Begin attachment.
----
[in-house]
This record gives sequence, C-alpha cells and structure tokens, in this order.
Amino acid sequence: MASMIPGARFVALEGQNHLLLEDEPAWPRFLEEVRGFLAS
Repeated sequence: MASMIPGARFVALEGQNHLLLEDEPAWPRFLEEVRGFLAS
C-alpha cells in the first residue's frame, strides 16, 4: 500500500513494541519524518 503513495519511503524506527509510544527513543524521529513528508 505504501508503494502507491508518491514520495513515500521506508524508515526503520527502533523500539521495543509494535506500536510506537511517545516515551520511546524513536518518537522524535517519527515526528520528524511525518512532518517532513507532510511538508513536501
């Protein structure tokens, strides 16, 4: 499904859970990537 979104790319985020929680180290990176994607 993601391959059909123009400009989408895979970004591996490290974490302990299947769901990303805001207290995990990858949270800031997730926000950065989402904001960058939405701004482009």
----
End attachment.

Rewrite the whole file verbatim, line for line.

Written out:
[in-house]
This record gives sequence, C-alpha cells and structure tokens, in this order.
Amino acid sequence: MASMIPGARFVALEGQNHLLLEDEPAWPRFLEEVRGFLAS
Repeated sequence: MASMIPGARFVALEGQNHLLLEDEPAWPRFLEEVRGFLAS
C-alpha cells in the first residue's frame, strides 16, 4: 500500500513494541519524518 503513495519511503524506527509510544527513543524521529513528508 505504501508503494502507491508518491514520495513515500521506508524508515526503520527502533523500539521495543509494535506500536510506537511517545516515551520511546524513536518518537522524535517519527515526528520528524511525518512532518517532513507532510511538508513536501
């Protein structure tokens, strides 16, 4: 499904859970990537 979104790319985020929680180290990176994607 993601391959059909123009400009989408895979970004591996490290974490302990299947769901990303805001207290995990990858949270800031997730926000950065989402904001960058939405701004482009």